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Selecting Trees for Urban Environments

Keywords: Compaction, Cultivation, Habit, Rate, Resistant, Susceptible, Tolerant; Lesson Plan Grade Level: ninth through twelfth grade; Total Time Required for Lesson: 3 hours (four or five 42-minute class periods); Setting: parking/common areas on school grounds.

Goals for the Lesson

  • Students will identify specific urban sites where trees are useful or necessary.
  • Students will Identify sites in urban environments where trees do or will not fit properly.
  • Students will explain considerations that trees must be adapted to for urban use.
  • Students will select specific tree choices for an urban site.

Materials Needed

  • notebooks
  • pencils
  • measuring tapes
  • flags or stakes to locate specific tree placement
  • soil pH results for the selected areas

State Standards Addressed: E&E standards: Environmental Health (4.3); Integrated Pest Management (4.5); Humans & the Environment (4.8)

Teaching Model: Experiential Learning Model

Subjects Covered: history, biology, environmental science, urban forestry

Topics: land use, plant growth habit, selection of varieties

Preparation (1 hour)

  1. Read Forest Stewardship: Backyard Trees .
  2. Find a location suitable for students to observe a need for trees based on the themes presented in the reading.
  3. Procure and organize materials based on the number of students and size of the site they will assess.

Doing the Activity

Day 1

Introduce the topic by asking students what they think is the biggest reason prospective students choose a particular college to attend. After listening to a few ideas, inform them that research has shown that students usually choose a college from their first impression, which are the buildings and grounds. This is why so many schools have made major improvements through landscaping public areas. This should transition into a discussion about why plants make such an impression on people. Specific items to discuss should include the aesthetic items listed in the reading.

Now that students have begun to see the value of using trees, tell them they are going to figure out how to make a specific location more pleasing by locating and choosing plants for that site. Tell them there are many considerations to be thought out in order to select the best plant that not only will look nice, but also fit well and thrive in the location. Have them read pages 1-9 from Backyard Trees and be ready to discuss considerations for choosing trees in the next class.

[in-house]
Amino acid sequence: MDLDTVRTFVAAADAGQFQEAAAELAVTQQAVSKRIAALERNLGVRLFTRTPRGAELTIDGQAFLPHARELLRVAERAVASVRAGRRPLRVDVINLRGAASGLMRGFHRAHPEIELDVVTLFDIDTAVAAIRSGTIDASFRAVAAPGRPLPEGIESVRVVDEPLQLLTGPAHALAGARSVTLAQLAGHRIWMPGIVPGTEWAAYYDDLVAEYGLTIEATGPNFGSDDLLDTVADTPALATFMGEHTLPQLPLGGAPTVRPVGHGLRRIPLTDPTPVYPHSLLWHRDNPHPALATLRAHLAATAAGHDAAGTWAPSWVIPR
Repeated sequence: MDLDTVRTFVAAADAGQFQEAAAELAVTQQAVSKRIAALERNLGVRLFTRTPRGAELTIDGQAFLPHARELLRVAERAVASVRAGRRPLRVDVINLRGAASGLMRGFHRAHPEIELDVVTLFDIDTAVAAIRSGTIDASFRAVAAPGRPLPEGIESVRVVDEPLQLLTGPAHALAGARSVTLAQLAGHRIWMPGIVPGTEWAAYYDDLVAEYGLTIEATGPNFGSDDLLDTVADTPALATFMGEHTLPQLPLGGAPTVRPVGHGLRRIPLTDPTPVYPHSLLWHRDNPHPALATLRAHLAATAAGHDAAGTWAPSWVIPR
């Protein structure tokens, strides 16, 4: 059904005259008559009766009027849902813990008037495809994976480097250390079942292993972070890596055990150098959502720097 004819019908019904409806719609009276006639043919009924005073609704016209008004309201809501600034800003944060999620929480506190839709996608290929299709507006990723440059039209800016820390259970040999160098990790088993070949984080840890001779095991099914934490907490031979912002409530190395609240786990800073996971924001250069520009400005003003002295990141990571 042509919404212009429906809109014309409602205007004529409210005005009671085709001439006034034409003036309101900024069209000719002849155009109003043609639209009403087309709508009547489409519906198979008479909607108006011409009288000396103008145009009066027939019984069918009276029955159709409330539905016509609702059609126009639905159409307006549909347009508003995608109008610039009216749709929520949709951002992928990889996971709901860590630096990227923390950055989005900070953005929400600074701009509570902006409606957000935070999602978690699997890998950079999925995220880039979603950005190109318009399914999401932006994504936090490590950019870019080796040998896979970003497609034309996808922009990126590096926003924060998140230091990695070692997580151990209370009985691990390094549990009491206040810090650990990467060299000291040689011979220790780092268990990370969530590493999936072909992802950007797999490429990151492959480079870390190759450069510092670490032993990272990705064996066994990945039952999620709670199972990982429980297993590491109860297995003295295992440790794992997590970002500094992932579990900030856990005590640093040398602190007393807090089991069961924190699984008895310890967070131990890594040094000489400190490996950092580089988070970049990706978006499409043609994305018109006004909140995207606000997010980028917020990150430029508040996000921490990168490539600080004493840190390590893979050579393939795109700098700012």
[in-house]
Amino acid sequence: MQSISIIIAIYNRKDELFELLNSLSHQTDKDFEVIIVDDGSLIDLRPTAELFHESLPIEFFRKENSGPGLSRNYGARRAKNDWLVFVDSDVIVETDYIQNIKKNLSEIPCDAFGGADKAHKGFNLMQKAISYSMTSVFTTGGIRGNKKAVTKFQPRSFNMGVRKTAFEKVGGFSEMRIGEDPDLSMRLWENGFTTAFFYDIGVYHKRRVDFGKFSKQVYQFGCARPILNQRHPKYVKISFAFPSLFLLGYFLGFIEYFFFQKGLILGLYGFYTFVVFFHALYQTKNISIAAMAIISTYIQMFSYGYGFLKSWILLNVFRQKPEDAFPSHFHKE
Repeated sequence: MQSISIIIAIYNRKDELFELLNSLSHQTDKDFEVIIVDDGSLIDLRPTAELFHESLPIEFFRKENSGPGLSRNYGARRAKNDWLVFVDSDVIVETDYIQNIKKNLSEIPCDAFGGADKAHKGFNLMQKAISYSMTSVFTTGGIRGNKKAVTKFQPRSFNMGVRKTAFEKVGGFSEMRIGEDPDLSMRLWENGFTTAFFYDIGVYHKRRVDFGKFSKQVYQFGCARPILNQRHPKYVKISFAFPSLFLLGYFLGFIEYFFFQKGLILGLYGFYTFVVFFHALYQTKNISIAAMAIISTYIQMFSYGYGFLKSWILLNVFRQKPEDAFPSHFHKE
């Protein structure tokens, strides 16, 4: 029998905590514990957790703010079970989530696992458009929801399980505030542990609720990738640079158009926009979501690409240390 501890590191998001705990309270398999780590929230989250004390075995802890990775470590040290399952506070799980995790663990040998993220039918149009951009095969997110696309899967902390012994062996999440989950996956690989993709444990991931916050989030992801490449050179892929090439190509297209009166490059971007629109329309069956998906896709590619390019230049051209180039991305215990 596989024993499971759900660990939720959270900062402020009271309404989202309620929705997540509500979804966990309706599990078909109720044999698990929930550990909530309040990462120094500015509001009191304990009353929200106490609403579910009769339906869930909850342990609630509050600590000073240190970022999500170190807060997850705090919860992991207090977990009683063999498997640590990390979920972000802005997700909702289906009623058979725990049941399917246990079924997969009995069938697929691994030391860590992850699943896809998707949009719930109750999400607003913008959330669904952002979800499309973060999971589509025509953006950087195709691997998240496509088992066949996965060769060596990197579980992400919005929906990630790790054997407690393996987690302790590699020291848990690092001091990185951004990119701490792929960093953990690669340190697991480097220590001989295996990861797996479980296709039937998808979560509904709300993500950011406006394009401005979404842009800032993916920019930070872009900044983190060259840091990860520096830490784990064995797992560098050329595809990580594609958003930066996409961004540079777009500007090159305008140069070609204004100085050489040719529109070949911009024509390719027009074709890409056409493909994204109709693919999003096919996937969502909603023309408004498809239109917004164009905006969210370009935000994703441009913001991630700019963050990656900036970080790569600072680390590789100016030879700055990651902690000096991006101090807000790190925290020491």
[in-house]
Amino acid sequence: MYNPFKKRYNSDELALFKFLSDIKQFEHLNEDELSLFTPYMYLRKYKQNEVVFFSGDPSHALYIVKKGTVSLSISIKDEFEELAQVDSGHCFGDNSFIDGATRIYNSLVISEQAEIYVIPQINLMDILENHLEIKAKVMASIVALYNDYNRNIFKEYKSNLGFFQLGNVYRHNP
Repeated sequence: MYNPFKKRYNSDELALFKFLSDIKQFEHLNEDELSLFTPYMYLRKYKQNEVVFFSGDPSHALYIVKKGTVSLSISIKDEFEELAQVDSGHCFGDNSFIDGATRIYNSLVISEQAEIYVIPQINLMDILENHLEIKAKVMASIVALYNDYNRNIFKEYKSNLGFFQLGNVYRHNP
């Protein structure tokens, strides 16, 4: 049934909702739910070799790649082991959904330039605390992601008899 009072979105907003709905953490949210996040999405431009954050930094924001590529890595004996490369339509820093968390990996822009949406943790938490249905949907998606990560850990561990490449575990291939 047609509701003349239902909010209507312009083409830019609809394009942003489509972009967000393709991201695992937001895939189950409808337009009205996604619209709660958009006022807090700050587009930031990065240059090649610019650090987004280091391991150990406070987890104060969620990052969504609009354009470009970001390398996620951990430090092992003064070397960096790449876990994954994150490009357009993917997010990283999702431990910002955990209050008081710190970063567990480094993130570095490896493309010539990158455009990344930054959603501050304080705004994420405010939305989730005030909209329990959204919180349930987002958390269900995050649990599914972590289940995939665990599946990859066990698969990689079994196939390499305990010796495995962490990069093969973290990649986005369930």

Day 2

Take the class to the site and place a stake in the ground to demonstrate where a tree should be placed. Then, using information on tree placement from the reading, have students decide whether or not this is indeed a place where a tree should be used. Measuring tapes should be used to determine the size of the planting area and the proximity to structures. If it is determined not to be an appropriate place for a tree, have them work together to find a location. Once a location is found to be satisfactory by the students, handout Planting Trees in Your Community Forest , and have them read pages 15-18 to determine if any of these factors may affect the site choose.

Day 3

Discuss the considerations from the reading and assign the students various areas close by to "spot" trees by marking them with a stake (or other appropriate marker, as stakes could be dangerous in areas of travel). Then, using reference materials already listed as well as others that may be available such as nursery catalogs that include this information or actual plant specialists, students should choose the type of tree for each spot and attach its name to each stake or marker.

Days 4 & 5

Each student should have at least one tree location to show the class and explain the site considerations and their plant choice. Depending on the size of the class this may be done by each student, or to save time by students who volunteer to explain their situations.

Evaluation

Various means of assessment can be used by this activity, however a test on the terminology and considerations would be a valuable record. Another alternative to the activity on days 4 and 5 may be to have the students each write out their reasons for their site selection and choice of tree.

References

Elmendorf, Bill, Shelby Chunko, and Rance Scott Harmon (2001). Forest Stewardship 14: Backyard Trees . University Park, Pa.: The Pennsylvania State University.

Emlendorf, Bill, and Sanford Smith (1999). Planting Trees in Your Community Forest. University Park, Pa.: The Pennsylvania State University.

Gerhold, Henry, Willet Wandell, and Norman Lacasse (1993). Street Tree Factsheets. University Park, Pa.: The Pennsylvania State University. AGRS-056.

Author

Larry Way, Clearfield High School